simulate-abn: Simulate from an ABN Network

simulateAbnR Documentation

Simulate from an ABN Network


Simulate one or more responses from an ABN network corresponding to a fitted object using a formula statement or an adjacency matrix.


simulateAbn(data.dists = NULL,
                       data.param = NULL,
                       data.param.var = NULL,
                       data.param.mult = NULL,
                       n.chains =10,
                       n.adapt = 1000,
                       n.thin = 100,
                       n.iter = 10000,



named list giving the distribution for each node in the network, see ‘Details’.


named matrix, which have to be square with as many entries as the number of variables, each element is the coefficient (for specifications see ‘Details’) used in the glm to simulate responses.


optional matrix, which should be square and having as many entries as number of variables, which contains the precision values for gaussian nodes. Default is set to 1.


optional matrix, which should be square and having as many entries as number of variables, which contains the multinomial coefficient.


number of parallel chains for the model.


number of parallel chains for the model.


number of iteration to monitor.


number of iteration for adaptation. If n.adapt is set to zero, then no adaptation takes place.


name of the user specific bug file. If missing "model.bug" will be used. See ‘Details’.


logical. Default TRUE. Should R report extra information on progress?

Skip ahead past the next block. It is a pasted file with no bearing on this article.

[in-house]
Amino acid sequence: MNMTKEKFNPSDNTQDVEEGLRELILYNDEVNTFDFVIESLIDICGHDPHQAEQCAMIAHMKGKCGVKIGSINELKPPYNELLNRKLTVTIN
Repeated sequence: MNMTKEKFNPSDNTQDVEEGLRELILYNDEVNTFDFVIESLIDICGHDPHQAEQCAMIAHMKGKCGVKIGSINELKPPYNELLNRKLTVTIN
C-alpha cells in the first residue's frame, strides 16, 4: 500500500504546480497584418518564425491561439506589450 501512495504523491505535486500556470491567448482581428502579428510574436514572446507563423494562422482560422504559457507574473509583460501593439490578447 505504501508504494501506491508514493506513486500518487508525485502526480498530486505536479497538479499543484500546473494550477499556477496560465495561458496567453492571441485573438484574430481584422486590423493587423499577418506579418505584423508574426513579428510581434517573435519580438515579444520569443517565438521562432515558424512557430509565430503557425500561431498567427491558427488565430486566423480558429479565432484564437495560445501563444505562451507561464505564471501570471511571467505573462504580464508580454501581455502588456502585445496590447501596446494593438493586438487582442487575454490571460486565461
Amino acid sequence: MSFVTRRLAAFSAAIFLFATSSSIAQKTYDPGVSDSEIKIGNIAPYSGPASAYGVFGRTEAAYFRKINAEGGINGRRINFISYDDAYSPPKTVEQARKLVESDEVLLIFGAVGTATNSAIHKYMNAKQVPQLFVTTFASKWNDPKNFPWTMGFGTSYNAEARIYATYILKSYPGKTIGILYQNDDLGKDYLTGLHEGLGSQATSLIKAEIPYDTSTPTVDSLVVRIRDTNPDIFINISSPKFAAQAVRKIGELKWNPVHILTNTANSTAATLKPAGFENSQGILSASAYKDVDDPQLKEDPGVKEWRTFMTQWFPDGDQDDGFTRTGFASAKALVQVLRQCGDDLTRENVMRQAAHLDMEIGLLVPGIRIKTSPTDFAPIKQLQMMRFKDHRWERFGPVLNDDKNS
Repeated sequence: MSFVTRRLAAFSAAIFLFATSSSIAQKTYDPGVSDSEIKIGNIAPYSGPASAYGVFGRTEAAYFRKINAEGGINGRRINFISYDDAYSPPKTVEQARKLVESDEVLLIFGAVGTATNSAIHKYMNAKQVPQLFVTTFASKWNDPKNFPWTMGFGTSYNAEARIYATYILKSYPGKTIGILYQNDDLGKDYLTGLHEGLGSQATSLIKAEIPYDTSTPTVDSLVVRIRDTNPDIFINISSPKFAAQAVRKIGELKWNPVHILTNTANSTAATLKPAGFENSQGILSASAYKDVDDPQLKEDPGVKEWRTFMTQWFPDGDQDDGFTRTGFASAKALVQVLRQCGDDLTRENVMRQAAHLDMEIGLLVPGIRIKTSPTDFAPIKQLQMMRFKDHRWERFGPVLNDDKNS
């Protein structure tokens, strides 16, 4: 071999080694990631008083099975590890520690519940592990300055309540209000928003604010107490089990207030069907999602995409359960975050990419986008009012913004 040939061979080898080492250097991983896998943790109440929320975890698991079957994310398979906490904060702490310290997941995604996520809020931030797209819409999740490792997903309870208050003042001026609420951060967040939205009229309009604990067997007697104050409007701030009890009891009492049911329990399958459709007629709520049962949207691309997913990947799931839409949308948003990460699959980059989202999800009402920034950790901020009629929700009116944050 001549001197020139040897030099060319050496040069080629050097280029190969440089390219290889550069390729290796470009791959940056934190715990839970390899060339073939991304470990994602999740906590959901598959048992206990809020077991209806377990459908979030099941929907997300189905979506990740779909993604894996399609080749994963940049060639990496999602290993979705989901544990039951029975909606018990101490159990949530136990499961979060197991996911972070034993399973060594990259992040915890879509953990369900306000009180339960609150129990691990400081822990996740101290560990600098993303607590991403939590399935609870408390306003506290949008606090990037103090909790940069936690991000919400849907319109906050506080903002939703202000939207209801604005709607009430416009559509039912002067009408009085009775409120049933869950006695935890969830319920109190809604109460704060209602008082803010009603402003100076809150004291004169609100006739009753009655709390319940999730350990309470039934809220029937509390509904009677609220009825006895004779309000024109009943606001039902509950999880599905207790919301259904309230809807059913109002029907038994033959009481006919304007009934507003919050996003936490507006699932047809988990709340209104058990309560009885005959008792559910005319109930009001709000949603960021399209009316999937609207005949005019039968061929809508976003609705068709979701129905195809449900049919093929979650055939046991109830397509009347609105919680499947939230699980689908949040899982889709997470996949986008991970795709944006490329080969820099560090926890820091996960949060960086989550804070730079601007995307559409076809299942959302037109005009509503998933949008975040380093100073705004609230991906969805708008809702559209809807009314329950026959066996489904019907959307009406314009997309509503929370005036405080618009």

logical. Default TRUE. If set to FALSE, no simulation will be run only creation of the bug file.


logical. Default FALSE. If set to TRUE, the bug file generated will be kept afterwards.


by default set to 42.


This function use rjags to simulate data from a DAG. It first creates a bug file, in the actual repository, then use it to simulate the data. This function output a data frame. The bug file can be run using rjags separately.

The coefficients given in the data.param are: the logit of the probabilities for binomial nodes, the means of the gaussian nodes, and the log of the Poison parameter. Additionally, a matrix data.param.var could give precision values for gaussian nodes (default is set to 1).

Binary and multinomial variables must be declared as factors, and the argument data.dists must be a list with named arguments, one for each of the variables in data.df (except a grouping variable - if present), where each entry is either "poisson", "binomial", "multinomial" or "gaussian", see examples below. The Poisson distributed variables use log and Binomial and multinomial distributed ones the logit link functions. Note that "binomial" here actually means only binary, one Bernoulli trial per row in data.df.

The number of simulated data (rows of the outputted data frame) is given by n.iter divided by n.thin.

The bug file contains a description of the model in the JAGS dialect of the BUGS language. It is possible to only generate this file and to reuse this for later or other purposes. If a bug file name is specified and the file exists, it will be used. If the file does not exist or bug.file is missing, the bug file is created. Default name is "model.bug".

The verbose argument is passed appropriately to the JAGS functions.


A data frame containing simulated data.


Gilles Kratzer


Further information about abn can be found at:


## Define set of distributions:
dist<-list(a="gaussian", b="gaussian", c="gaussian", d="gaussian",
           e="binomial", f="binomial")

## Define parameter matrix:
data.param <- matrix(c(1,2,0.5,0,20,0,
                       0,1,3,10,0, 0.8,
                       0,0,0,0,0,0), nrow = 6L, ncol = 6L, byrow = TRUE)

## Define precision matrix:
data.param.var <- matrix(0, nrow = 6L, ncol = 6L)
diag(data.param.var) <- c(10,20,30,40,0,0)

## Plot the dag
plotAbn(dag = ~a|b:c:e+b|c:d:f+e|f, data.dists = dist)

## Simulate the data
out <- simulateAbn(data.dists=dist, n.chains=1, n.thin=1, n.iter=1000,
            data.param=data.param, data.param.var=data.param.var)

abn documentation built on April 25, 2022, 9:06 a.m.